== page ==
AncientPages.com - The abbreviation SPQR can be traced to Rome. It’s was a reminder that Rome was, supposedly, a Republic. After defeating Lucius Tarquinius Superbus, the last Roman king, people started a new type of government, a republic where the people had the last word. SPQR, was displayed on most Roman inscriptions and monuments.
Image credit: Roman anthem - Gabriel Machado - YouTube
It is unknown when the abbreviation appeared for the first time, but it can be seen on inscriptions of the Late Republic, from c. 80 BC onwards.
SPQR is the Romans' own abbreviation for their state: Senatus Populusque Romanus, 'the Senate and People of Rome'. The four letters were chiseled into anything owned by the state, including buildings, coins, benches and armor.
Even after the Republic effectively died in the late first century BC and was replaced by the Roman Empire, SPQR continued to be used in order to sustain the image that Rome was a monarch-free state. The emperors were considered the representatives of the people. Ancient Rome’s government would not have been successful without the citizens who supported it. Ancient Romans were convinced it was their responsibility and civil duty to the empire to participate in government affairs and so they did.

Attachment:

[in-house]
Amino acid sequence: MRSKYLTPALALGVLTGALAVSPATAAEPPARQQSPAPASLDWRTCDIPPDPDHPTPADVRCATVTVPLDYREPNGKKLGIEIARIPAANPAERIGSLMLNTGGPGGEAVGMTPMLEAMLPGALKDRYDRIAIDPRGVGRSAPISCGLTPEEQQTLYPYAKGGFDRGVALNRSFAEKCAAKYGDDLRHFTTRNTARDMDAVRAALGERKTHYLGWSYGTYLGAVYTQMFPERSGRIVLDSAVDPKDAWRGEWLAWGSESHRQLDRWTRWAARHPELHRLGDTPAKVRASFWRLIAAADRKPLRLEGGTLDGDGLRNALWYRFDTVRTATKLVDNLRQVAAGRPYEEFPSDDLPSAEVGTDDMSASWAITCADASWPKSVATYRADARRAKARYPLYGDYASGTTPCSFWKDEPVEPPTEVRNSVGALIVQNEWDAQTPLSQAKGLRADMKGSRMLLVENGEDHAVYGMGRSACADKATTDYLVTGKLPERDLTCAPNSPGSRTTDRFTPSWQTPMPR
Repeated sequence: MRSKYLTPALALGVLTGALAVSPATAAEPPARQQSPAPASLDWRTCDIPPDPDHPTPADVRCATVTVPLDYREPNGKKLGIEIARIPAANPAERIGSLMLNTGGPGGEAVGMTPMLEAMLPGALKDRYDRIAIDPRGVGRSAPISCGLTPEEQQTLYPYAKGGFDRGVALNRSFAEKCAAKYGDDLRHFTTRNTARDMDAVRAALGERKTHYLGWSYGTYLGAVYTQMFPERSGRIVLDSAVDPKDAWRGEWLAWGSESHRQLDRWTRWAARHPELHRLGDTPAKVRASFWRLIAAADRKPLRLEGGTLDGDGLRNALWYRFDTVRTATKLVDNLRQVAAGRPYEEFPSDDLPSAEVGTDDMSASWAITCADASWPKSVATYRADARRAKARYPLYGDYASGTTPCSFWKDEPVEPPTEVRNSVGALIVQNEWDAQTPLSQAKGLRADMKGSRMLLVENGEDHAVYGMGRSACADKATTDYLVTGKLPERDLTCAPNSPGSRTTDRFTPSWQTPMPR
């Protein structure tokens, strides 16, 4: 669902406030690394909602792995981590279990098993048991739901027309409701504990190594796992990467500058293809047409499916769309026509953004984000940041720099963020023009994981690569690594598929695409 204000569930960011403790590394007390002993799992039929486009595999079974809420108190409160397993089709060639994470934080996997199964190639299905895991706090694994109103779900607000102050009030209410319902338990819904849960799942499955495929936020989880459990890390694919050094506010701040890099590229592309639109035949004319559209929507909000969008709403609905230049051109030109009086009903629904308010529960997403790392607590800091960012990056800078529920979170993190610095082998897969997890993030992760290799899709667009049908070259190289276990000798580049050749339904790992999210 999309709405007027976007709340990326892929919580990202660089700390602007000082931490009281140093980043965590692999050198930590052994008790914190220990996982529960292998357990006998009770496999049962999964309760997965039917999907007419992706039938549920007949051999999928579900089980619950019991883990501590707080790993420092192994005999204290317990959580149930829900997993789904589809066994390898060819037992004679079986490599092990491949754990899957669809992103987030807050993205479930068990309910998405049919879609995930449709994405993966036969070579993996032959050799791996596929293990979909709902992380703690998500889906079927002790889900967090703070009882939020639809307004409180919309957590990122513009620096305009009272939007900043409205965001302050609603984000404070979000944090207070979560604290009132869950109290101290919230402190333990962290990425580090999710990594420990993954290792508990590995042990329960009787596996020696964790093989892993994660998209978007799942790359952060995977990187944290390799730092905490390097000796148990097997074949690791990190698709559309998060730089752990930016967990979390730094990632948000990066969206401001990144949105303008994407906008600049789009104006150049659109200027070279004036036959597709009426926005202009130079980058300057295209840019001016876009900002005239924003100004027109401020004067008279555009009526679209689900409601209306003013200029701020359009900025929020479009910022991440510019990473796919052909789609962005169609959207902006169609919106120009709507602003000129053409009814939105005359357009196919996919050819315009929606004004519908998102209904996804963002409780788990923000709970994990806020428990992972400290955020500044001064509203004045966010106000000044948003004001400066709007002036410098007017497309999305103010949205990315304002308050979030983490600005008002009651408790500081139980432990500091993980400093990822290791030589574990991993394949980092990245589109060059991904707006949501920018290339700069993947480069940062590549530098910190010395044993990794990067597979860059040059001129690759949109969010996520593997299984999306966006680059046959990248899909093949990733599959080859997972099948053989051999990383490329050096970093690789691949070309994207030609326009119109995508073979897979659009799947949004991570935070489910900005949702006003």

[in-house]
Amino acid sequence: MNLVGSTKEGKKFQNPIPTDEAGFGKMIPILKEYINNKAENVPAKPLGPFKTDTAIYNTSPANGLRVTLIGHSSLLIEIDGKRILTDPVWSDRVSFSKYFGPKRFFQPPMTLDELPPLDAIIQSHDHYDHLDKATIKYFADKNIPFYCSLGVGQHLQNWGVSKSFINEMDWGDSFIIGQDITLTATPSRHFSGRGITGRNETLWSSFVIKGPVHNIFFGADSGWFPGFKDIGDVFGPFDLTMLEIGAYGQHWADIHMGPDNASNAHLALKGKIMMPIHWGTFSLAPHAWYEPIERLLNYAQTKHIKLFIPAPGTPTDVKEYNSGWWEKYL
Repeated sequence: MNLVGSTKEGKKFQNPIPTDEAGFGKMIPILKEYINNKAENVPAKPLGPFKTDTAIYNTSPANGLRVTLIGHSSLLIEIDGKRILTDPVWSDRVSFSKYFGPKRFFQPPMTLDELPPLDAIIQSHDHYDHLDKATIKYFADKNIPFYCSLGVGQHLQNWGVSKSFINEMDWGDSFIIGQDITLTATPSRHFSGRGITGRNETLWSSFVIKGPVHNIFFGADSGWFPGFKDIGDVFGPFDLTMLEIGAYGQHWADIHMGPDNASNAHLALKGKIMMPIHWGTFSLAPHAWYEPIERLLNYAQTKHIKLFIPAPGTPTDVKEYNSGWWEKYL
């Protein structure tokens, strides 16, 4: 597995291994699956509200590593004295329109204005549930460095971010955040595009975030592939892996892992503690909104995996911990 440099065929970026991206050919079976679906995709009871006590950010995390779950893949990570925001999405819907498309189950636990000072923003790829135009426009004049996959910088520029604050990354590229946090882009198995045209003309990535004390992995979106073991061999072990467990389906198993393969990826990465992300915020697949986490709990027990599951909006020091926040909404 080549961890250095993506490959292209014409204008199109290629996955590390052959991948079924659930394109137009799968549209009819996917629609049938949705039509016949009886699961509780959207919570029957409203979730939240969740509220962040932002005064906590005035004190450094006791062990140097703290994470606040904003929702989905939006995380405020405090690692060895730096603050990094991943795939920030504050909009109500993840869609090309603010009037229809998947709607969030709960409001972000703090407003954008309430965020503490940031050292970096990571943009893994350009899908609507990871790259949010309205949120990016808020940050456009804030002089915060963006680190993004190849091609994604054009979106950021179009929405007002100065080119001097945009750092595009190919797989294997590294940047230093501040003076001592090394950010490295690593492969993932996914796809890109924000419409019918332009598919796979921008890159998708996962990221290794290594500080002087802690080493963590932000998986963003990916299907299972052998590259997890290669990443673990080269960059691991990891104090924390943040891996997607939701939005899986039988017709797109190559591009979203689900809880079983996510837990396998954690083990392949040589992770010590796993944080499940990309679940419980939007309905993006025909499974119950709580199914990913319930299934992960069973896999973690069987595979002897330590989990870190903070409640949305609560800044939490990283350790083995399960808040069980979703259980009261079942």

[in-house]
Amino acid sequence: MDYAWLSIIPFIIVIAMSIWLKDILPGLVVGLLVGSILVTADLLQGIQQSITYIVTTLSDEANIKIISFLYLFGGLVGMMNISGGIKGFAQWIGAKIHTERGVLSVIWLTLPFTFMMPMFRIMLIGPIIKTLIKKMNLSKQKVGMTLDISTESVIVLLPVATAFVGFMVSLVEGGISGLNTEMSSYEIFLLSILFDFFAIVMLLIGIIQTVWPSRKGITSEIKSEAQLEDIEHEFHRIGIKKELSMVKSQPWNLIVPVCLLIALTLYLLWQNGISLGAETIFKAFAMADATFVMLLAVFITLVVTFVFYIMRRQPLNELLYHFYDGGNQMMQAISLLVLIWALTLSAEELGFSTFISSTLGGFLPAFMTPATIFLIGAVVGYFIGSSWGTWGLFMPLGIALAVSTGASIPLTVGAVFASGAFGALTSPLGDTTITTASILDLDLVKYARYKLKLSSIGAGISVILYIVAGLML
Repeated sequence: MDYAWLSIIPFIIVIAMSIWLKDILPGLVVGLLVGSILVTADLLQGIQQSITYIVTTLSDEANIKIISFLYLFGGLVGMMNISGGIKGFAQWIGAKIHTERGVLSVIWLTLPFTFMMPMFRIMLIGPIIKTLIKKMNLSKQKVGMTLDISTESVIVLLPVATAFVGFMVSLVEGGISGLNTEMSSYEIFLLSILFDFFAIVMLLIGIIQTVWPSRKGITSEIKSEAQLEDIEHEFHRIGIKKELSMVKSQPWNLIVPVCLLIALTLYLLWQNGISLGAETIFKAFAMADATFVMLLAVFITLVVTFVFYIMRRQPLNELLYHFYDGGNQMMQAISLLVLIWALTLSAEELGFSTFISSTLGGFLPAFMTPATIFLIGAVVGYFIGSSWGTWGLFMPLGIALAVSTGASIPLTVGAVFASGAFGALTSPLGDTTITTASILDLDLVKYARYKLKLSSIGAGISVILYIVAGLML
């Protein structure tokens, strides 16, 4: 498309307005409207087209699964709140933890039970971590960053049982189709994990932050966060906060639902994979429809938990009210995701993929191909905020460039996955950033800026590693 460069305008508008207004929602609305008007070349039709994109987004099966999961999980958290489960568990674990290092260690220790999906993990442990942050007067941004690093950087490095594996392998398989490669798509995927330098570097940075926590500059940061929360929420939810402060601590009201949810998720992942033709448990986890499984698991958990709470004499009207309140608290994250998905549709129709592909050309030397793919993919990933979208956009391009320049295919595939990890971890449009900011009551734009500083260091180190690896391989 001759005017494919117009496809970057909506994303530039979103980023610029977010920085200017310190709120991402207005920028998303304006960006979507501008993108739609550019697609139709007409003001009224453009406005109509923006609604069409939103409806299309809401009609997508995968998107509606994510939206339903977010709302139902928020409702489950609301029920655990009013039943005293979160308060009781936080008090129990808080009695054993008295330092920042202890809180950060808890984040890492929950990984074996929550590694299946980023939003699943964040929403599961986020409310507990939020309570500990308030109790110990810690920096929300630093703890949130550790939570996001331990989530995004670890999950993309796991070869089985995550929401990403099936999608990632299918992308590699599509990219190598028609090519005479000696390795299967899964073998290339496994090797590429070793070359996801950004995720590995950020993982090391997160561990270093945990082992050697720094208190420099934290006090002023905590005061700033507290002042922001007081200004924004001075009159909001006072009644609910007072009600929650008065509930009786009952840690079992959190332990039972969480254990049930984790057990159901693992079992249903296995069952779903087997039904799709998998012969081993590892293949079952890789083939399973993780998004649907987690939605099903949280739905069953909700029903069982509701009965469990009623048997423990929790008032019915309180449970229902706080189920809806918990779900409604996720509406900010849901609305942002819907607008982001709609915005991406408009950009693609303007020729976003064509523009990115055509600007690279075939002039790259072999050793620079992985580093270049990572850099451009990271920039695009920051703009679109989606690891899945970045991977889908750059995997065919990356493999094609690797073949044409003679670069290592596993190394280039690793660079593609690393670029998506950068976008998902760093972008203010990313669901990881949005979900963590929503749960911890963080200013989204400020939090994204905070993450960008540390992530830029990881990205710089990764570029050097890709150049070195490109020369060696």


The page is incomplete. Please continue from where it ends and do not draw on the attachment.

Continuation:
The Twelve Tablets were written in 451 B.C. They were the first written laws of the Roman Republic. It included old laws and some new.
The Senate decided on war and peace and could declare a triumph to celebrate the victorious leader and his troops or grave procession through the city. Image credit: historynotes.info
The ‘Law of the Twelve Tables’ stood at the foundation of Roman law: they were said by the Romans, to have come about as a result of the long social struggle between patricians and plebeians.
It is considered that one of the most important concessions won in this class struggle was the establishment of the Twelve Tables that guaranteed basic procedural rights for all Roman citizens as against one another.
Today SPQR is still the municipal symbol of the city of Rome.